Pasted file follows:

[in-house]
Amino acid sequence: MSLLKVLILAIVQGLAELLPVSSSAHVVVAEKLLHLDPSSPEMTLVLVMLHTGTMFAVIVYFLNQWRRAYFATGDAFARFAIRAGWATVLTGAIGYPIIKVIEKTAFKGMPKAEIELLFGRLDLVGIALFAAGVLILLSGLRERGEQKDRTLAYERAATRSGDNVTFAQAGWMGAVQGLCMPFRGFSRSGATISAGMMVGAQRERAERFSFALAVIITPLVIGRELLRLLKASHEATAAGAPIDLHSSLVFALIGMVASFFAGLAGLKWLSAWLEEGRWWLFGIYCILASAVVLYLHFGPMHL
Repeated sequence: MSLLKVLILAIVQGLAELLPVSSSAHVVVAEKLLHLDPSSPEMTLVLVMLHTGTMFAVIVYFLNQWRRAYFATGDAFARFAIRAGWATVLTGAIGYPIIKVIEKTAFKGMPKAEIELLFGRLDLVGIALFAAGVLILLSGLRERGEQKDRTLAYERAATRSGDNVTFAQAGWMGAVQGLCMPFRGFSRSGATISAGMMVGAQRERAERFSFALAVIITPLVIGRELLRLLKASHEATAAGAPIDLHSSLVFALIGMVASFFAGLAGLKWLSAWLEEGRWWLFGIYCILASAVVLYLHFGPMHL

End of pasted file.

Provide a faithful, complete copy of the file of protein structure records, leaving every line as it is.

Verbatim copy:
[in-house]
Amino acid sequence: MSLLKVLILAIVQGLAELLPVSSSAHVVVAEKLLHLDPSSPEMTLVLVMLHTGTMFAVIVYFLNQWRRAYFATGDAFARFAIRAGWATVLTGAIGYPIIKVIEKTAFKGMPKAEIELLFGRLDLVGIALFAAGVLILLSGLRERGEQKDRTLAYERAATRSGDNVTFAQAGWMGAVQGLCMPFRGFSRSGATISAGMMVGAQRERAERFSFALAVIITPLVIGRELLRLLKASHEATAAGAPIDLHSSLVFALIGMVASFFAGLAGLKWLSAWLEEGRWWLFGIYCILASAVVLYLHFGPMHL
Repeated sequence: MSLLKVLILAIVQGLAELLPVSSSAHVVVAEKLLHLDPSSPEMTLVLVMLHTGTMFAVIVYFLNQWRRAYFATGDAFARFAIRAGWATVLTGAIGYPIIKVIEKTAFKGMPKAEIELLFGRLDLVGIALFAAGVLILLSGLRERGEQKDRTLAYERAATRSGDNVTFAQAGWMGAVQGLCMPFRGFSRSGATISAGMMVGAQRERAERFSFALAVIITPLVIGRELLRLLKASHEATAAGAPIDLHSSLVFALIGMVASFFAGLAGLKWLSAWLEEGRWWLFGIYCILASAVVLYLHFGPMHL